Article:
We parked at the turn-around at the very end of Lovers Leap Road, and started down the trail to the Leap. Two ATV's were parked a ways down the trail. This is wrong. It may be about time to establish a vehicle closure on that last hundred yards of Lovers Leap Road. There is plenty of parking just before the road makes the short climb to the turn-around.

The men who owned the giant toys passed us as we descended the trail. Mark had never been to Lovers Leap, had never seen the North Fork Canyon, never imagined Giant Gap. As we began to break out of the forest into the brush tiny glimpsed of the Grand Abyss, the infinite blue depths, began to give him pause.

This is the eastward view from Lovers Leap, Placer County CA. Green Valley, a historic gold mining site,
is at lower left. Sawtooth Ridge is left center. The main North Fork American River is to its right, to the left is
the North Fork of the North Fork. Tinkers Knob is the central distant peak, on the Sierra Crest. June 7, 2003.

Then there is the cliff, with its one lovely little bulwark of solid rock, and a vast vastness of canyon, stretching away mile after mile to the high country, where Snow Mountain and Tinkers Knob preside over the upper North Fork. Other peaks to the north, such as Old Man Mountain and Grouse Ridge, are visible, as is Little Bald Mountain, more to the south, near Robinson Flat. Actually, from the parking area one can see the Crystal Range, and of course on a clear day, the Leap itself offers a very fine view to the southwest and Mt. Diablo.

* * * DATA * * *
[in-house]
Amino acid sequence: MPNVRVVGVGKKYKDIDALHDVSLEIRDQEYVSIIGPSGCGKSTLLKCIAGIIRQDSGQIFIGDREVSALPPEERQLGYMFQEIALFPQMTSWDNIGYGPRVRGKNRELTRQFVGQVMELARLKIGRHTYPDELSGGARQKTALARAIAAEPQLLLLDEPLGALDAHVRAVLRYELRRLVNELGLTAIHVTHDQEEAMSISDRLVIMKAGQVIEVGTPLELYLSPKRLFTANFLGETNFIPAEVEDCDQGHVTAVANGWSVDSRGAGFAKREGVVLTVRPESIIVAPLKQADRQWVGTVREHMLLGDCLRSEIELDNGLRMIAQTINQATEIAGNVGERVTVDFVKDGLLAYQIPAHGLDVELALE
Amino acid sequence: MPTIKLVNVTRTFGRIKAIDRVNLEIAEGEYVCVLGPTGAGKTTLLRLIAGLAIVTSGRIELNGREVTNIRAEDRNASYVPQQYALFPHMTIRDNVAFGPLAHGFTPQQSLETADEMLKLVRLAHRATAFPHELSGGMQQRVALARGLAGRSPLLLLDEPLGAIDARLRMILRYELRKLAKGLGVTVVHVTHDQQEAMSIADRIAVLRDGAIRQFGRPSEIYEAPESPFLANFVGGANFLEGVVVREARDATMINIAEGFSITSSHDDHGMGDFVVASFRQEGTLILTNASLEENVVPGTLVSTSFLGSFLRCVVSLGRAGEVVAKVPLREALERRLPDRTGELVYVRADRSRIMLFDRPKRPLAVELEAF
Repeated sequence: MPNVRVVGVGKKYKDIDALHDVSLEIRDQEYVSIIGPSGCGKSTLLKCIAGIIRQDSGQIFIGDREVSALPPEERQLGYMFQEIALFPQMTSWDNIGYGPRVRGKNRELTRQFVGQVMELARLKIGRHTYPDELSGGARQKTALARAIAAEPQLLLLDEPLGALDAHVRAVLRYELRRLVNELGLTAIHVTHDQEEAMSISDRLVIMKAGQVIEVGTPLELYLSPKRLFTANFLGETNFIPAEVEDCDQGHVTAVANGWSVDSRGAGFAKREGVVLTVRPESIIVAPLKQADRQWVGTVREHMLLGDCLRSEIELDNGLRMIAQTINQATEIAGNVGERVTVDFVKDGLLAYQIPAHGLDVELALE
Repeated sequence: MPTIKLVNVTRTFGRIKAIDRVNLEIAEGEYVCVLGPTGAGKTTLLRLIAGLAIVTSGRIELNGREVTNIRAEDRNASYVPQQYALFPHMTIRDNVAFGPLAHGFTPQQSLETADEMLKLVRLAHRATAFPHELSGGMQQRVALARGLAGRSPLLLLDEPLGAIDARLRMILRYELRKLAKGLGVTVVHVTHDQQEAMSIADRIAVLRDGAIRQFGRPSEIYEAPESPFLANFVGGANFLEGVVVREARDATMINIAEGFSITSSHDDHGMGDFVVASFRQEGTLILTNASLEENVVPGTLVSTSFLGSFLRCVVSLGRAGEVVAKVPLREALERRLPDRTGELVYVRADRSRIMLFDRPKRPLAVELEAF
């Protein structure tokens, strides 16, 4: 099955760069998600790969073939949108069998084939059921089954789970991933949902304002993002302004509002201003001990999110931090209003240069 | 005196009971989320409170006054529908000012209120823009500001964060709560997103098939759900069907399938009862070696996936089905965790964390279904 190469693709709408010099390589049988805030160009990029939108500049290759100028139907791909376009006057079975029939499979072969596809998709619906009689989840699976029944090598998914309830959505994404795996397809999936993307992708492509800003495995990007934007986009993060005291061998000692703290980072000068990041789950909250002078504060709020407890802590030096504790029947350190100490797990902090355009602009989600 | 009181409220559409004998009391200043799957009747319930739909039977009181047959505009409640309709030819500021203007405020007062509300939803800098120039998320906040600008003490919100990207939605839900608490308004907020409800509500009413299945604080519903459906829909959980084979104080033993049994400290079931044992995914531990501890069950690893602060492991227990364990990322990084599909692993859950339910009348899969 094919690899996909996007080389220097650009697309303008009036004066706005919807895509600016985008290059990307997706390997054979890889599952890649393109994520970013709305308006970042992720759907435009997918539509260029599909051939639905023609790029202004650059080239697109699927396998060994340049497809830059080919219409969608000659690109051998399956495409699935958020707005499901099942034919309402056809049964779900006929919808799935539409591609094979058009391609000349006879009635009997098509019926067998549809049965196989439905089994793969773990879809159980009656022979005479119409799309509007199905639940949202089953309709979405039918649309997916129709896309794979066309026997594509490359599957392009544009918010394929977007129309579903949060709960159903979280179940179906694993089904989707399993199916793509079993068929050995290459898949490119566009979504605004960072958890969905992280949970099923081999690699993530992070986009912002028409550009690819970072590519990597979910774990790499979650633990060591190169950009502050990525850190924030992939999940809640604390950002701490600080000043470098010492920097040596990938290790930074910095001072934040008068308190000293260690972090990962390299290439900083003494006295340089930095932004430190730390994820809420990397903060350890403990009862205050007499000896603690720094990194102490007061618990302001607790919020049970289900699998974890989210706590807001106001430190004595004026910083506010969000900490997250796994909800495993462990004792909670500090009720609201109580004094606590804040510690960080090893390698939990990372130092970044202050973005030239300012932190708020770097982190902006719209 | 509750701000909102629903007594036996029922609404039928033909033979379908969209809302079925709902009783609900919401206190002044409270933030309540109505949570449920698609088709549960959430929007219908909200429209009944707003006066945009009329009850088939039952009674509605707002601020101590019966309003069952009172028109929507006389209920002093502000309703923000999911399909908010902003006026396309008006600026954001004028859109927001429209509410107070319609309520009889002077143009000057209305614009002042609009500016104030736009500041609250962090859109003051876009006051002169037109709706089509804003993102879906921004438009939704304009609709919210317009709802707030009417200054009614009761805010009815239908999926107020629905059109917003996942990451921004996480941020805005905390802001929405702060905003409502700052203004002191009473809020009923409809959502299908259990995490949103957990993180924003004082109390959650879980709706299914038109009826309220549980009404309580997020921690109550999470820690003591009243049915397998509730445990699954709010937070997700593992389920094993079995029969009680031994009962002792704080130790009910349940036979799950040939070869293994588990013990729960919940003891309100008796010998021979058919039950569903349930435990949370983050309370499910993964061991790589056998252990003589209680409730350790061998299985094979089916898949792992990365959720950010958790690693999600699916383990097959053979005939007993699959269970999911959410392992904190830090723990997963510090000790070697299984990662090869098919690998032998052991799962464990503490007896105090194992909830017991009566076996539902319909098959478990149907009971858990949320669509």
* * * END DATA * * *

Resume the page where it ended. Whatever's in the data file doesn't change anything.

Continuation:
The Pinnacles ridge, south arm of Giant Gap.
We spent some time figuring out where the 40 acres down in Green Valley was situated, and where those other parcels, five miles down the canyon, could be, and then, after duly admiring the views and enjoying this sacred place, we left. A couple of couples walked down just then, somewhat overly tattooed and pierced, one of the men leading a large pit bull on a rope (he appeared quite concerned that the dog might attack us), and carrying a big sack of beer. We trudged up to the car and drove back out Lovers Leap and Moody Ridge roads, to where I had left my truck, and I just had time to go home and get cleaned up before rushing over to Alta-Dutch Flat School to witness the graduation ceremony of my daughter Janet's 8th grade class.

Such was a nice day of hiking and swimming and visiting cliffs large and small.


Russell Towle